posted by jacknose
on Dec 1, 2003 -
The Horror Channel
A 24-hour, all-horror, uncensored, digital cable channel plans to be launched for Halloween 2004, with programming to include classic and contemporary movies, specials, documentaries and original series’ each season. CEO and founder Nicholas A. Psaltos (former Director of Acquisitions and Program Administration at Bravo Television Networks) hopes the new genre network will capitalize on the success of other genre channels like Comedy Central and The Sci-Fi Channel. Psaltos has even put together a creative advisory board of genre legends and newcomers including John Carpenter, Roger Corman, Wes Craven, Guillermo del Toro, Tobe Hooper, Stuart Gordon, Lucky McKee, Eli Roth, George Romero and Rob Zombie. Starting a TV network is risky business and The Horror Channel is petitioning horror fans to help with programming by providing a survey on their consumer website. (Via Rue Morgue
posted by Jeffy
on Oct 2, 2003 -
"V" -- a science-fiction allegory for World War II -- may return to television.
NBC has commissioned a three-hour movie script from writer-director Kenneth Johnson (who was responsible for the excellent first miniseries, but not the second miniseries or the dreadful series) that promises "a metaphor for the new millennium." Will Johnson might tackle unilateralism and WMD? And might a letter-writing campaign be in order to encourage production?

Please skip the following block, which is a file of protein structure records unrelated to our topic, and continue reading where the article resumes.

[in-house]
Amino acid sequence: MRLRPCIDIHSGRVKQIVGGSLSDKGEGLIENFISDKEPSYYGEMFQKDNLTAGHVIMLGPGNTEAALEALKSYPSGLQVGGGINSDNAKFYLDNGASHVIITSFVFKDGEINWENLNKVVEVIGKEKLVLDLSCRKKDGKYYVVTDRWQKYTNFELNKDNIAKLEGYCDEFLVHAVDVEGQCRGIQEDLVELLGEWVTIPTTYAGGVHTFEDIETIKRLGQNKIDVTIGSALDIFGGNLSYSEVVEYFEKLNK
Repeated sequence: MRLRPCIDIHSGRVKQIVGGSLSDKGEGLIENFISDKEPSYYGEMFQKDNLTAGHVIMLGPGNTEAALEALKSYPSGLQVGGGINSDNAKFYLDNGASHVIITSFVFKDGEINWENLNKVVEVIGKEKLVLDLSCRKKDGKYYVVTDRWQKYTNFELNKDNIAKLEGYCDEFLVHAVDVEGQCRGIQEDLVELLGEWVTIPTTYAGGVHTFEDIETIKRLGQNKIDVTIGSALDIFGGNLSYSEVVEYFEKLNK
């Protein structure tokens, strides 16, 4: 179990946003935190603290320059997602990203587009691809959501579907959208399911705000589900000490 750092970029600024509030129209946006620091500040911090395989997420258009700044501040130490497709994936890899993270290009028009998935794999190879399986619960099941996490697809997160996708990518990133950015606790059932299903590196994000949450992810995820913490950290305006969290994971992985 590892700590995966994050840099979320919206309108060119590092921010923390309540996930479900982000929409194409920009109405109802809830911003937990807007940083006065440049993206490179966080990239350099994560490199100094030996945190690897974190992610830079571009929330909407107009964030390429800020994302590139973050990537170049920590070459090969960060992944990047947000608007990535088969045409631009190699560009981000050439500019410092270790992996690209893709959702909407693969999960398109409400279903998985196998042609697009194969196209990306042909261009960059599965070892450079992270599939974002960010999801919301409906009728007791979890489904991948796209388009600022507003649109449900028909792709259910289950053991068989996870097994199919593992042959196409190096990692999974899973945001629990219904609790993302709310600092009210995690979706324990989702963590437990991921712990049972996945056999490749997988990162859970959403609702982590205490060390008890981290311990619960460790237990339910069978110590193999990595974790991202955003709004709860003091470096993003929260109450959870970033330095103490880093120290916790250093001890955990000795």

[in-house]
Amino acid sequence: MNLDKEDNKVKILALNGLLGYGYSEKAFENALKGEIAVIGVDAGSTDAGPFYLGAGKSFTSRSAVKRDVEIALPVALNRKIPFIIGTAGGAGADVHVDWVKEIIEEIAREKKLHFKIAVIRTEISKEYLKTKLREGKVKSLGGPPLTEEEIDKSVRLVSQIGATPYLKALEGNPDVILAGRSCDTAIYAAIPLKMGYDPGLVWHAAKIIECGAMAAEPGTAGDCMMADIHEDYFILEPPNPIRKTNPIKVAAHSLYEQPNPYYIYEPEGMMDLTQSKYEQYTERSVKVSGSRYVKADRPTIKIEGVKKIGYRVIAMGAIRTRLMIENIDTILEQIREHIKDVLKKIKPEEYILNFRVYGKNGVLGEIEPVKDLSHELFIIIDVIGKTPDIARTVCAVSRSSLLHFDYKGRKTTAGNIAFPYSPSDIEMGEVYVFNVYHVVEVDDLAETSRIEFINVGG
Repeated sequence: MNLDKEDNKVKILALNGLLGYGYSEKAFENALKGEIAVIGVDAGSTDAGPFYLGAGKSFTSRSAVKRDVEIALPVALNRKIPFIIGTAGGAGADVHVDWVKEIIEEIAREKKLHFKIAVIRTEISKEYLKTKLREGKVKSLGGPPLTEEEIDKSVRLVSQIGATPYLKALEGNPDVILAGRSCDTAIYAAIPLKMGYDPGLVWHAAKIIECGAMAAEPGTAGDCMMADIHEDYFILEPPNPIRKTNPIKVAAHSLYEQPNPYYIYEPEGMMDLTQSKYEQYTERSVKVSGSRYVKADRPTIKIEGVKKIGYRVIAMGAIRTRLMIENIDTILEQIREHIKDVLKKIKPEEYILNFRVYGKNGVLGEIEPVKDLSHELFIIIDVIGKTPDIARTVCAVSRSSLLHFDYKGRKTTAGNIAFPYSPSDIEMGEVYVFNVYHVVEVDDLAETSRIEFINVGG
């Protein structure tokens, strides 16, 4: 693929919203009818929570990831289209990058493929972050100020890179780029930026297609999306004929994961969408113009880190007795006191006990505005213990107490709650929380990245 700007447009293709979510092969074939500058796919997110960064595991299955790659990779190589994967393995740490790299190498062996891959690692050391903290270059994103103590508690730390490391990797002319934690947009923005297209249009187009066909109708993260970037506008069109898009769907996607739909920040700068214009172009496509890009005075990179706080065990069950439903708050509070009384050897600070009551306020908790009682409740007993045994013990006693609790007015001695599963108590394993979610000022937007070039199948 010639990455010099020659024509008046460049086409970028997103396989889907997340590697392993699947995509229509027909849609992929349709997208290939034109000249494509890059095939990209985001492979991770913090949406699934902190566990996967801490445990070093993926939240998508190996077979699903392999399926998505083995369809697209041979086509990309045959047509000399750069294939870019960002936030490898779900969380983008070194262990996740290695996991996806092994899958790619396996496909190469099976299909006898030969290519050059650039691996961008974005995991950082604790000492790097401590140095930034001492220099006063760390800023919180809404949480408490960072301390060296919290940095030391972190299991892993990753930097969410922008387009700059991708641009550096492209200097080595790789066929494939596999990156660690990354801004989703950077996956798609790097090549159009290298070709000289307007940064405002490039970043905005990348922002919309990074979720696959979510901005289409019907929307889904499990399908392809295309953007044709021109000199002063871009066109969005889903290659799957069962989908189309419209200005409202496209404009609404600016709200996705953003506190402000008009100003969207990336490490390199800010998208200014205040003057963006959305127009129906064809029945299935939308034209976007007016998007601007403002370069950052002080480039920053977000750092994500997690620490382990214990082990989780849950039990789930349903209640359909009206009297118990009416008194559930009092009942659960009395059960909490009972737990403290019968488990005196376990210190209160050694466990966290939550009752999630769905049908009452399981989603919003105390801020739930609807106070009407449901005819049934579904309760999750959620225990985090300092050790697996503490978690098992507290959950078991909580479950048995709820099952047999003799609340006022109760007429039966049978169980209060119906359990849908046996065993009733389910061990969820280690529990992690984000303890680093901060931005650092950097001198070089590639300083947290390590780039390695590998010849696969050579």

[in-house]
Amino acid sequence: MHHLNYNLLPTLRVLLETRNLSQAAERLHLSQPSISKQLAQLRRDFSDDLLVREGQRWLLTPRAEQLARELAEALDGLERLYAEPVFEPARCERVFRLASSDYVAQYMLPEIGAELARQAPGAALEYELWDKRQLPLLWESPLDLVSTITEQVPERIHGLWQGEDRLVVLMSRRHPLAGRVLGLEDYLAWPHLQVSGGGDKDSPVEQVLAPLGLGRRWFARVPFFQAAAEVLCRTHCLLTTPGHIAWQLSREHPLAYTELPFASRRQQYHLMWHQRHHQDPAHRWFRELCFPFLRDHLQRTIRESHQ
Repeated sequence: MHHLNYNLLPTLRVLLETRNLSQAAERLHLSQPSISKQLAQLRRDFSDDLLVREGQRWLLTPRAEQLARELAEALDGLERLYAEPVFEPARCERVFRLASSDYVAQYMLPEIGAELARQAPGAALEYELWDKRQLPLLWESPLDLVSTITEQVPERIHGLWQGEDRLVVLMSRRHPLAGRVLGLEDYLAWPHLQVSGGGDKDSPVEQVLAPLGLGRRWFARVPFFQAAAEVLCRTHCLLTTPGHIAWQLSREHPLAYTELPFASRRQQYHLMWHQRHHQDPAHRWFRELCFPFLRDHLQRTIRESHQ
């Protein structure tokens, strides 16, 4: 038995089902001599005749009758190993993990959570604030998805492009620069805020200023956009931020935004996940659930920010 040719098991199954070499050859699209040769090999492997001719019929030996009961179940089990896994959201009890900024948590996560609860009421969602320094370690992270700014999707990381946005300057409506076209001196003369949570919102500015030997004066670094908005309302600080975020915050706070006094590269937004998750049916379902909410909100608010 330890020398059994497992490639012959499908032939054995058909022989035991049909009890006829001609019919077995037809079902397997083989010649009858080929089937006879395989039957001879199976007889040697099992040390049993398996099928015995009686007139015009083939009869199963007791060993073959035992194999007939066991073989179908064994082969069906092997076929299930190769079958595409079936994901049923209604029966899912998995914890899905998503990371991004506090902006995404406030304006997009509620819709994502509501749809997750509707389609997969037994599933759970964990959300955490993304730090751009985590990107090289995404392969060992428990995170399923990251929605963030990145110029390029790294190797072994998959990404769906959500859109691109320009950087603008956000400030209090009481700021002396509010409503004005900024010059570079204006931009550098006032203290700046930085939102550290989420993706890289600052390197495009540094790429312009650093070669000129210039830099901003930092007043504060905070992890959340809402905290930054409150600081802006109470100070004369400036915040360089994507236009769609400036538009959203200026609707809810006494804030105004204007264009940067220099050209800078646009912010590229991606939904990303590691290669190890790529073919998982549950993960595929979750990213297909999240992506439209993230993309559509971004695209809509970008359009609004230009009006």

posted by ed
on Jun 10, 2003 -
The toughest Chelonia to every grace the media.
Come on. Everyone had to love them at some point, with their pizzas and funny weapons. This
page has some interesting sketch art. This
one includes the complete cast of the cartoon and movies, with links to their career since said roles. This site
, my favorite, has the entire "Coming out of our Shells" tape for download. Remember the classic, Cowabunga?
posted by lazaruslong
on Dec 12, 2002 -
Lots of comics news coming from SDCC, including a strong showing for media tie ins.
: CSI: Crime Scene Investigation
by Max Allen Collins (author of Road To Perdition
and several CSI
novels) is coming from IDW Publishing
written by J.J. Abrams (writer, director, producer and creator of the TV show) coming from newbie Arcade Comics
: John Carpenter's Snake Plissken Chronicles
with the involvement of film director John Carpenter, producer Debra Hill and actor Kurt Russell coming from Hurricane Entertainment via Crossgen's CGE
and Shrek, xXx, Reign of Fire
all from Dark Horse
CSI could translate into a comic really well and Max Collins is a more than capable writer.
posted by davebushe
on Aug 5, 2002 -
(NYT/reg. req) gets my vote for Stupidest Theory of the Day. Basically, he says that movies are more memorable and stay with us longer than TV shows. Huh?! He's kidding, right? (more inside).
posted by sassone
on Jun 3, 2002 -